Wei ‘Weiwei’ Bo-Han’s inclusion is merited by his impressive performances with the super exciting Victory Five – including a 2-1 victory over a then-undefeated TES – throughout the LPL Summer Split. Zuo ‘LvMao’ Ming-Hao gets the nod for the support role despite JD Gaming’s disappointing Worlds defeat to Suning.

The Group Stage

Now you know the teams, the groups, and the rosters. So in this scenario, who would win a League of Legends World Cup if it was played during this offseason?

Group A

1 South Korea
2 Germany
3 Canada
4 Australia
5 Argentina

It’s hard to see a world in which South Korea doesn’t conquer this group with the talent it has available. We all agreed that the German team would be able to overcome everyone but South Korea and clinch second place. The battle for third was hotly debated, and was a genuinely tough call, but we went for the more experienced Canadians to grab a quarter-final spot.


1 China
2 Denmark
3 Taiwan
4 Poland

Sorry to any American readers, but after discussing the group games, we just couldn’t see the current roster making much of a dent. Instead, the powerhouse of China takes top spot in our minds, while Denmark’s talented squad and a strong Taiwanese team would make the quarter-finals.


Denmark vs Canada

The Canadians would put up a plucky fight, but having two of the world’s strongest players in their positions – Caps in mid and Wunder top – would be too much for them to handle. The Danes go through.

League of Legends players Karsa and SwordArt

Germany vs Taiwan

We’ve got Taiwan down as the winners in this one. Although the German roster is brimming with talent, SwordArt and Karsa, who both excelled at Worlds this year, would likely make the difference if the two nations were to butt heads on the Rift.


South Korea vs Denmark

What a fixture this would be. G2 stars Caps and Wunder would have a shot at redemption after four of the players in the South Korean roster knocked them out of Worlds this year.

However, we reckon South Korea will be too strong in this one thanks largely to its superior jungler and support – who would undoubtedly influence the map much more than their equivalents on the opposing side. As such, we have them down to progress to the final.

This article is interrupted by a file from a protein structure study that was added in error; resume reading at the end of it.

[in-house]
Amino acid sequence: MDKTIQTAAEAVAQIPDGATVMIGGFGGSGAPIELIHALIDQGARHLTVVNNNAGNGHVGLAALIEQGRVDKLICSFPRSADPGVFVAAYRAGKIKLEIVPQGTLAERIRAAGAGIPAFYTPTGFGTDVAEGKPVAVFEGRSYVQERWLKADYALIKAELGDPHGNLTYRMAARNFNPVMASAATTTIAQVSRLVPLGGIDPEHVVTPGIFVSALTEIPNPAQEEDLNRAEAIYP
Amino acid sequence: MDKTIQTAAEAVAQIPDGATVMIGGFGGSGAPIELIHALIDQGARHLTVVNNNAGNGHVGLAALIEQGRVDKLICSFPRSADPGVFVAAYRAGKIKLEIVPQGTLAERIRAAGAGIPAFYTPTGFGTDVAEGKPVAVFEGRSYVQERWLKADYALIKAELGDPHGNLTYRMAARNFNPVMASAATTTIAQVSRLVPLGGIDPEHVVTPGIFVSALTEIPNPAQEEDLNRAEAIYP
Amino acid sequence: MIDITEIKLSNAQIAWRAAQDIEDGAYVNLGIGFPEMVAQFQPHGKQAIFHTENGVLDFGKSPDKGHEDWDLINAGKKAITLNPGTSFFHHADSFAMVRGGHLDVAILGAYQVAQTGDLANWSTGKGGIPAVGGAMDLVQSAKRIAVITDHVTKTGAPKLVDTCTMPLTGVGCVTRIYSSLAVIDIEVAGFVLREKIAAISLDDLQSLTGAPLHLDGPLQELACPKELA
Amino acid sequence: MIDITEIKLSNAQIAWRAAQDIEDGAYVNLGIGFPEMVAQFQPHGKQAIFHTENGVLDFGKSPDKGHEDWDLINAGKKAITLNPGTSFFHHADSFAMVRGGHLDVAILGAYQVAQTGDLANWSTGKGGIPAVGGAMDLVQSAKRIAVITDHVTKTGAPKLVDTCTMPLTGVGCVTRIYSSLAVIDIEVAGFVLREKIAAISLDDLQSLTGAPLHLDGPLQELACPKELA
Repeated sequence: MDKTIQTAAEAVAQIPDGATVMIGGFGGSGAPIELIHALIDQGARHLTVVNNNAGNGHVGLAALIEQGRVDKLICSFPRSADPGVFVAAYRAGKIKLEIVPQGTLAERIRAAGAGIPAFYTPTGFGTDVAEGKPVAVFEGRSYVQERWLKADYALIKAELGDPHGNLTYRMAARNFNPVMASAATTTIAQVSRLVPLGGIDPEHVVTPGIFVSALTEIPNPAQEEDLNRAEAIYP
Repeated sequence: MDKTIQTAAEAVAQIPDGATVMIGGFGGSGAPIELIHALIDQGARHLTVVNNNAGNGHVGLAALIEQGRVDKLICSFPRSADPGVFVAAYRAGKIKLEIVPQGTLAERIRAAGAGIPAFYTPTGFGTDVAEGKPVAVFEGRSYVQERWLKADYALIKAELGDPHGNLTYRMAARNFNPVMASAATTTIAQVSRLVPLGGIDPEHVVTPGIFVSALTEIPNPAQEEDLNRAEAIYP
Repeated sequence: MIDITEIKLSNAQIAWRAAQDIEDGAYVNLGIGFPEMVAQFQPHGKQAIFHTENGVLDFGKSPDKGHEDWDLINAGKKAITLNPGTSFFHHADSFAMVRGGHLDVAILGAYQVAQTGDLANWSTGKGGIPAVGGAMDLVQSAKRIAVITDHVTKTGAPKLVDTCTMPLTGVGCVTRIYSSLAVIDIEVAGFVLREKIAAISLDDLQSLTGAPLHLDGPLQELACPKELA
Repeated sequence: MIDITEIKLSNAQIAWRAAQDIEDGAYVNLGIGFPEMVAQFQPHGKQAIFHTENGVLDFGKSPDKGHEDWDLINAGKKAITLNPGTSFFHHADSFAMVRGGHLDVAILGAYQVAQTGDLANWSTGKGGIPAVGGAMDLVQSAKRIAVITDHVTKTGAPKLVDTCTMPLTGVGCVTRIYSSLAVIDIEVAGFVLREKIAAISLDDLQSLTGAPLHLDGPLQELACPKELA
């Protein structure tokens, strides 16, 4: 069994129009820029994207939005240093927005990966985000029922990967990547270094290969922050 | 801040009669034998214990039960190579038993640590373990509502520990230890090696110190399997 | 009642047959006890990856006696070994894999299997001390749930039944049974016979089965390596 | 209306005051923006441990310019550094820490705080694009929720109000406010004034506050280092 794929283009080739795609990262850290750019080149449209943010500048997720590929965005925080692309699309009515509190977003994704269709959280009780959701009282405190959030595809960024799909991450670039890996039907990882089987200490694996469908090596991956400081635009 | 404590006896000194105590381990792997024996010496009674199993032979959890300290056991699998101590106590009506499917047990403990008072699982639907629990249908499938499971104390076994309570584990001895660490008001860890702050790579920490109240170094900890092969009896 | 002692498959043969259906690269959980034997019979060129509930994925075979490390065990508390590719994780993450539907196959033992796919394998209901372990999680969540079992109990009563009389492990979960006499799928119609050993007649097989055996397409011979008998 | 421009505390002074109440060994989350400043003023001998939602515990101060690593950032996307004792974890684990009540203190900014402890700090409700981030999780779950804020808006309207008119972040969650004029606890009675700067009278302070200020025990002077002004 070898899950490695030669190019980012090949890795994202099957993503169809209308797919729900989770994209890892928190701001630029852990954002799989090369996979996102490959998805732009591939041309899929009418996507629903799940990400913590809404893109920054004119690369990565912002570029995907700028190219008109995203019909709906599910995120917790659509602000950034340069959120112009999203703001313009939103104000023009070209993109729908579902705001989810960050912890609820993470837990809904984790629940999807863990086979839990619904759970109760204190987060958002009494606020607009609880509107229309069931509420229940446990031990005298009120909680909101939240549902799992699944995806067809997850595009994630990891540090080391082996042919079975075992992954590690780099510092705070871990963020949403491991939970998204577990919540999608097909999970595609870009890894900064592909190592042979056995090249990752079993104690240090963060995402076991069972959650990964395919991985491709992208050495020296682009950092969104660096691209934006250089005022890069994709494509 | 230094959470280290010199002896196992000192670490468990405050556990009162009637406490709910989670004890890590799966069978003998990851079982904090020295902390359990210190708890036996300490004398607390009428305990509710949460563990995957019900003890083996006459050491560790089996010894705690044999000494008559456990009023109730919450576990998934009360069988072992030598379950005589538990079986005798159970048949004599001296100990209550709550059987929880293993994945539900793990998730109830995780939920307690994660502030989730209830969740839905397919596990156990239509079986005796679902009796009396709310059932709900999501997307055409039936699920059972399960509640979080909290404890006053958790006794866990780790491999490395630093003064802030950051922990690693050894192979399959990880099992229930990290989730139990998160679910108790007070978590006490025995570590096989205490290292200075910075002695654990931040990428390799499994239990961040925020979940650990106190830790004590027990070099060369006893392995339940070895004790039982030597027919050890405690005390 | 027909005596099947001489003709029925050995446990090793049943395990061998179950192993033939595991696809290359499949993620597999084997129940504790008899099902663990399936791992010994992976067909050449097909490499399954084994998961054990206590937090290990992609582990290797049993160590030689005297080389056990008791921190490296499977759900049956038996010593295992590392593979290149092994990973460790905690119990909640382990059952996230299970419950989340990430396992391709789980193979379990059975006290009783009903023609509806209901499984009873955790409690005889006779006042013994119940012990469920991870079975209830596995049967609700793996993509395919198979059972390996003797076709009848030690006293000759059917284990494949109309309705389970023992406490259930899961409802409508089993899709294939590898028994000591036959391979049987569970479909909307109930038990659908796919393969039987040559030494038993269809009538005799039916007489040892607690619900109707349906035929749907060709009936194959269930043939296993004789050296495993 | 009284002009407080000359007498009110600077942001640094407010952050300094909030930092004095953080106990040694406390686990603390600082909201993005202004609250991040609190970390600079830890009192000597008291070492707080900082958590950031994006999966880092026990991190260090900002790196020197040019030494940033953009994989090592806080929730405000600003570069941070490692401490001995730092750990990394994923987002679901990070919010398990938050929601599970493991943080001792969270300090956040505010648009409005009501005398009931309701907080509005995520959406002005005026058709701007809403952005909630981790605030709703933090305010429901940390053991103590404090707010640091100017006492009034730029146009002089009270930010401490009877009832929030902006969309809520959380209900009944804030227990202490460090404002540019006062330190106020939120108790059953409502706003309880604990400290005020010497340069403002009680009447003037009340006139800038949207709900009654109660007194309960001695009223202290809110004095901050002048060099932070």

China vs Taiwan

Another incredible fixture here that would see so many of the LPL heavyweights go up against each other. This is a surprisingly close one to call, but we think the Chinese will have the edge here – although it’s one that we’d love to see go the distance.

3rd Place Match

Any World Cup needs a bronze medalist, and while we’d love to see Caps and co. taking third, we think the Taiwanese team takes this one to make it an all-Asian top three at the League of Legends World Cup.

Grand Final

South Korea vs China

Riot, please just make this happen. With two unreal squads from the two biggest nations in League of Legends, this matchup would be some spectacle.

While it’s a tough call to make, we think South Korea would come out on top over the Chinese due to the team’s positional prowess and the calibre of its players. Still, we think it’d probably be a five-game epic – the natural end to what would be such an incredible event.

We know a lot of you will have different opinions – please, feel free to roast us and give us your predictions – but if you’ve read this far then it highlights one thing: you’re interested and invested in the idea of a LoL World Cup.

If you’re telling us that this tournament wouldn’t be an epic replacement or addition to the All-Star event that keeps us entertained in the offseason, then you’re straight up lying.

Come on Riot, make it happen.

Written by Aaron Down and Jamie Hore.